“There’s no money in writing.”

A friend of mine said this to me the other day. I’m not really sure how I feel about it. After I was dropped from that job in July that would have seen me make decent money from writing, I’m beginning to wonder.

What are your thoughts? Is there money in writing? Can you sustain yourself in an industry that seems to be somewhat on its way out? Or will there always need to be some sort of a catch?

146 thoughts on ““There’s no money in writing.”

      1. I have this worry constantly. But more and more, I find myself unable to give up or quit. I have been lucky enough to surround myself with supportive people, but the fear of never being able to sustain myself on writing is always there. Part of the problem is that I’m incredibly shy – I’m trying to fix that though.

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  1. Years ago, I told an old lady who owned and worked in her own coffee shop that I wanted to be a writer. She told me outright “Find a different job. You won’t make any money.” Her comment pissed me off and made me do it anyway with even more gusto. I was a journalist for awhile, and it didn’t pay well. Then I got a job where the work did pay well, but it wasn’t creative. It was news attribution. Then, two layoffs and an unrelated overseas teaching job later, I’ve come back to the idea of writing for a living, but I think in the end you have to accept some things.

    I believe that yes, it is possible to make a living as a writer. However, I don’t think you can just quit your job right away and expect to pay the bills on your ebooks and short stories. I think that eventually, with some luck, intelligence and know-how, you can get to that point. But you have to be willing to work a day job while writing in your spare time for awhile. Plus it depends on what kind of writing you’re talking about.

    I wouldn’t say that writing as an industry is on its way out, and I say that for a few reasons. 1.) There isn’t one writing industry. There are many types of writing and different levels of demand for the different types of writing. You’ve got technical writing, medical writing, legal writing, creative writing, nonfiction writing, educational writing, academic writing, etc. They’re all very different and require different knowledge and experience. 2.) Some industries appear to be dying, like publishing and journalism, but it’s just changing. People are struggling in these industries, yes. I was one of them. My roommate was too. But it doesn’t mean neither of these industries will exist in the future.

    It’s an interesting question, and I hope that you can find a way to continue to do the things you love and live at the same time! Every person you encounter will have an opinion on what you want to do. But in the end, the only one who has to live your life is you, so your opinion is the one that matters the most.

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    1. Sounds like a grouchy-ass woman you saw at the coffee shop. I don’t care what someone’s dreams are, they should never be stomped on like that.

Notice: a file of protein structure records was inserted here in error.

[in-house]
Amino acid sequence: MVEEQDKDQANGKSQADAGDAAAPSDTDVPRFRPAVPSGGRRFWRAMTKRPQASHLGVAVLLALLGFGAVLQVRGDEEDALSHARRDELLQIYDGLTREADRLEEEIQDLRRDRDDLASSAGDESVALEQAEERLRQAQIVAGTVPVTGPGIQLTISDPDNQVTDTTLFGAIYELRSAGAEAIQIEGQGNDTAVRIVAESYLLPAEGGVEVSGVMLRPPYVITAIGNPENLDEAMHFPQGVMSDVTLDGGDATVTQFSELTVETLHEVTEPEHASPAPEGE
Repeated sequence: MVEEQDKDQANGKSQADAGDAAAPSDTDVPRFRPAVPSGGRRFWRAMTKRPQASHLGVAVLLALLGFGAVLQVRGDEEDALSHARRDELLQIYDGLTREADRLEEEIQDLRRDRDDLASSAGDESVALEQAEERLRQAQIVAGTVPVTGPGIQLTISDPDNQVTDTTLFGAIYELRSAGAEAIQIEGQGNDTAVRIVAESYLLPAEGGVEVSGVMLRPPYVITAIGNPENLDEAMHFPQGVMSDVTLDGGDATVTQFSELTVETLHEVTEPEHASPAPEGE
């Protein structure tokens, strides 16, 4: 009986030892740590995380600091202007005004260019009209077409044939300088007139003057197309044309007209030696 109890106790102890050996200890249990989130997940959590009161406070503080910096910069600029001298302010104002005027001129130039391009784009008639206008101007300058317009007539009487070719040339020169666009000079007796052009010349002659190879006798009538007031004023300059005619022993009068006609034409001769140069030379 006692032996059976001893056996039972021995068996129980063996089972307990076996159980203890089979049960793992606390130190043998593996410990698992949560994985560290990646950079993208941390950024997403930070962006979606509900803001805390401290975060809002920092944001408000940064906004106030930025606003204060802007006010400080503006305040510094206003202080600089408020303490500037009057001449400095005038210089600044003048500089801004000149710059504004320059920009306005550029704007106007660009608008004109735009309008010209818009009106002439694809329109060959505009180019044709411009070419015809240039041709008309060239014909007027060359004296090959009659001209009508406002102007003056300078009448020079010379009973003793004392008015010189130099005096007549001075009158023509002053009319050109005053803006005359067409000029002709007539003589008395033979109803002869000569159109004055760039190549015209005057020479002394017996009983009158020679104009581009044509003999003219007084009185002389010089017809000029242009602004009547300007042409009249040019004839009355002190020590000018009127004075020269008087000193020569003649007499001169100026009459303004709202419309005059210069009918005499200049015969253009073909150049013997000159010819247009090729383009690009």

Thank you for the motivation about finding my place in this writing world. It’s something I’ve thought soo much about and I question so often. Motivation is always a help.

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  2. In my experience people pay you for two things 1) Being good at something and 2) being committed to the thing you’re good at. If the thing you are good at and committed to is writing you will eventually get paid for it.

    It’s not what you do, it’s how you do it.

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      1. That’s a very important point, and extends beyond writing to practically any creative discipline. When I was in college I had a youtube channel, which I created using school equipment. It never really took off, but my friends enjoyed it. After I graduated my creative impulses were stymied by the fact that I no longer had access to the equipment I had had while I was a student. If I had really started writing and jumped on the wordpress bandwagon at that point in my life I would be way ahead of where I am right now on a number of fronts.

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      2. More because I now realize that I don’t need that equipment to communicate in a creative way. I don’t see myself being a serious YouTuber at any point. It takes an incredible amount of time to make videos, and I think I click better with this platform anyway.

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  3. Don’t give up! You have something important to say and share. Try volunteering your talents with a non-profit that touches your heart. Read to kids. Get an education degree or MFA and teach while you write creatively. What you think and write matters!

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    1. Thank You! I do actually do design work for two charities. Writing, they have covered though. But it’s a good thought, I will look into it and see if there’s anyone I can help!

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